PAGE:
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What to know about the fallout from the FDA decision to approve Biogen’s Alzheimer’s drug

The Biogen headquarters in Cambridge.
The Biogen headquarters in Cambridge.CODY O'LOUGHLIN/NYT

Three members of a US Food and Drug Administration advisory panel, including a Harvard Medical School professor, resigned this week over the agency’s decision on Monday to approve Cambridge-based Biogen’s controversial Alzheimer’s disease drug.

Here’s what you need to know about the fallout from the decision.

Who has resigned from the advisory panel?

Aaron Kesselheim, a Harvard Medical School professor, resigned from his role on an FDA advisory committee in a letter to Janet Woodcock, the agency’s acting commissioner, on Thursday. In the letter, he said the FDA’s Biogen decision “was probably the worst drug approval decision in recent U.S. history.”

Kesselheim was the third member to resign this week. Business Insider reported on Wednesday that David Knopman, a neurologist at the Mayo Clinic, was resigning from his advisory role over the decision. And STAT News reported that committee member Joel Perlmutter, a neurologist at Washington University in St. Louis, quit on Monday, the same day of the FDA ruling.

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What does this advisory panel do?

The resignations stemming from the Biogen drug approval are coming from the FDA’s Peripheral and Central Nervous System Drugs Advisory Committee. This committee reviews data about the safety and efficacy of drugs that aim to treat neurological diseases, such as Alzheimer’s. The FDA has a total of 47 advisory committees, which provide independent advice and recommendations to the federal agency.

Members of these committees are appointed for one-to-four-year terms. Kesselheim’s term was set to expire in January 2023, and Knopman and Perlmutter’s terms would have expired in January 2022.

What was the panel’s position on the Biogen drug?

The 11-member panel met in November and, in a series of votes, concluded that Biogen failed to prove its experimental drug for Alzheimer’s disease was effective. Notably, the committee voted 10-0, with one member voting “uncertain,” that the results from the company’s late-stage clinical trial should not be relied on as “primary evidence of effectiveness” for the medicine.

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At the time, Dr. Scott Emerson, a professor emeritus of biostatistics at the University of Washington and member of the panel, told the Globe that Biogen was like a Texas sharpshooter who fires a shot at a barn and “then draws a target around the bullet hole.”

Knopman did not participate in the committee meeting for the Biogen drug because he was an investigator for one of the trials. But he was quoted during the meeting by Michael Carome, director Public Citizen’s Health Research Group, saying any evidence that the drug works “is terribly weak.”

So why did the FDA approve the drug?

On Monday, the FDA brushed aside the concerns from its advisory panel, approving the first new medicine for Alzheimer’s disease since 2003.

Patrizia Cavazzoni, director of the FDA’s Center for Drug Evaluation and Research, acknowledged in the agency’s decision letter that the agency knew the advisory panel “did not agree that it was reasonable to consider the clinical benefit of the one successful trial as the primary evidence supporting approval.” Cavazzoni said the agency determined the drug was “reasonably likely” to benefit patients, so it was approved under the “Accelerated Approval Program,” which allows the agency to clear drugs even if there is uncertainty about whether they work.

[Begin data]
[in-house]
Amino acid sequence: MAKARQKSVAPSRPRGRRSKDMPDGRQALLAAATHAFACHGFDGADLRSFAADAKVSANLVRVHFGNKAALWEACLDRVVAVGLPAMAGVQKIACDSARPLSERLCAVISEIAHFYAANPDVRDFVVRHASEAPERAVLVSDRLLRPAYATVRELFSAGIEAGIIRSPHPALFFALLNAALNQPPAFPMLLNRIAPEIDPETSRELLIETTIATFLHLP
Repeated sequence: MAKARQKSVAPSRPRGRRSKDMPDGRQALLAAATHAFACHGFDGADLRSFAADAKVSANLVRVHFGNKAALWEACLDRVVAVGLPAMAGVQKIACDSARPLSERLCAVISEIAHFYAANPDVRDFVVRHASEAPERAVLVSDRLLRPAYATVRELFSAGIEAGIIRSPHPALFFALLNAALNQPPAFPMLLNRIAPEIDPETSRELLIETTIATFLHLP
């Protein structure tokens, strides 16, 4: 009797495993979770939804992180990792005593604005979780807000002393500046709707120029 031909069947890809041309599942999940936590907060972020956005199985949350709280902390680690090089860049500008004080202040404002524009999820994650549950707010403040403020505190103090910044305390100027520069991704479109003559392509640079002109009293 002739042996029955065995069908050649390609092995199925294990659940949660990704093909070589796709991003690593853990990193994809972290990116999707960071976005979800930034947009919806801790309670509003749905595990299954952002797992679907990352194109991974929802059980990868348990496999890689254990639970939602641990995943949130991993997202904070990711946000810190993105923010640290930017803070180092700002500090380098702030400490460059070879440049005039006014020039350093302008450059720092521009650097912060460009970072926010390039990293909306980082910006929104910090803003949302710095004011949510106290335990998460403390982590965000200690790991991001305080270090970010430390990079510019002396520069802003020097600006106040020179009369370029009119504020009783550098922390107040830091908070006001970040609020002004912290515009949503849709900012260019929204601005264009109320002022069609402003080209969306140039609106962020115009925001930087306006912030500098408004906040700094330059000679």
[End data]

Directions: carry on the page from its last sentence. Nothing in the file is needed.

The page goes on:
As a condition of approval, Biogen was asked to conduct a larger clinical trial to show that the drug’s effect — removing a sticky plaque that builds up inside the brain of Alzheimer’s patients — results in benefits to patients. But the timeline of this trial is uncertain, and it could take years.

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Does the FDA often disagree with its advisory panels?

Historically, no. A study by national health policy foundation Milbank Memorial Fund found that from 2008 through 2015, the FDA only rebuffed its advisory committee’s recommendation 22 percent of the time. And 75 percent of these disagreements led to a more conservative position from the FDA, unlike the agency’s decision on the Biogen drug.

What else is happening?

Criticism is mounting against Janet Woodcock, the FDA’s acting commissioner, who was named to the position in January by President Joe Biden. She’s been working at the agency for more than 30 years.

Woodcock was part of a similarly controversial FDA decision in 2016 with another Cambridge drugmaker, Sarepta Therapeutics. She voted in favor of approving a therapy for Duchenne muscular dystrophy, despite concern from the agency’s advisory committee, which declined to recommend its approval. Kesselheim was one of the skeptical committee members.

In a tweet on Thursday, Gregg Gonsalves, an assistant professor of epidemiology at Yale University and global health activist, called on Woodcock to resign, citing previous decisions that he said put “industry’s interests above the public health.”

“It is not trivial that three people resigned,” he said in an interview. “It should send shock waves to the White House.”



Anissa Gardizy can be reached at anissa.gardizy@globe.com. Follow her on Twitter @anissagardizy8.